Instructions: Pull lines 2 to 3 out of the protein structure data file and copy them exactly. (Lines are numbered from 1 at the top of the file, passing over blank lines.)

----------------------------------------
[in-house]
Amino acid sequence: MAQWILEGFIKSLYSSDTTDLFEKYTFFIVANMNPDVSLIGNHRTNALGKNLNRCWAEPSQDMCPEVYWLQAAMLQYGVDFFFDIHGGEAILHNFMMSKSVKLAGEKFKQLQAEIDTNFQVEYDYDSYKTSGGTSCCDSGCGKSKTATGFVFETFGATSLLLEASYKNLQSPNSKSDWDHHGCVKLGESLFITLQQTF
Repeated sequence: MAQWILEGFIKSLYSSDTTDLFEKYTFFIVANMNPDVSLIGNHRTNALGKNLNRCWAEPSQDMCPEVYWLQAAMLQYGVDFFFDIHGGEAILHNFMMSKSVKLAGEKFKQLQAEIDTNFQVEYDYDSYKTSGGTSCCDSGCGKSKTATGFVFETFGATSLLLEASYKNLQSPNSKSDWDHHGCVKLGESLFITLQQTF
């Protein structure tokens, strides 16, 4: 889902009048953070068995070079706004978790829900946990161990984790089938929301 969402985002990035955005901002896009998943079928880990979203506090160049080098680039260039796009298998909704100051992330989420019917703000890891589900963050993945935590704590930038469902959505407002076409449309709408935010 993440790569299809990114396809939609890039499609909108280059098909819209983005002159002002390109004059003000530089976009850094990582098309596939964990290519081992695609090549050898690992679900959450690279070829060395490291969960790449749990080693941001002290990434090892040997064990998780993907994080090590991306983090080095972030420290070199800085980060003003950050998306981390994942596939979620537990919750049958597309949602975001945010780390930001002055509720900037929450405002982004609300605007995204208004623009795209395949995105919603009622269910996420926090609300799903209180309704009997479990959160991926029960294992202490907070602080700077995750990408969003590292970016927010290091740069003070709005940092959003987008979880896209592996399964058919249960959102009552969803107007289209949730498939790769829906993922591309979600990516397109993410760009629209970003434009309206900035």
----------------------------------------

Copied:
Amino acid sequence: MAQWILEGFIKSLYSSDTTDLFEKYTFFIVANMNPDVSLIGNHRTNALGKNLNRCWAEPSQDMCPEVYWLQAAMLQYGVDFFFDIHGGEAILHNFMMSKSVKLAGEKFKQLQAEIDTNFQVEYDYDSYKTSGGTSCCDSGCGKSKTATGFVFETFGATSLLLEASYKNLQSPNSKSDWDHHGCVKLGESLFITLQQTF
Repeated sequence: MAQWILEGFIKSLYSSDTTDLFEKYTFFIVANMNPDVSLIGNHRTNALGKNLNRCWAEPSQDMCPEVYWLQAAMLQYGVDFFFDIHGGEAILHNFMMSKSVKLAGEKFKQLQAEIDTNFQVEYDYDSYKTSGGTSCCDSGCGKSKTATGFVFETFGATSLLLEASYKNLQSPNSKSDWDHHGCVKLGESLFITLQQTF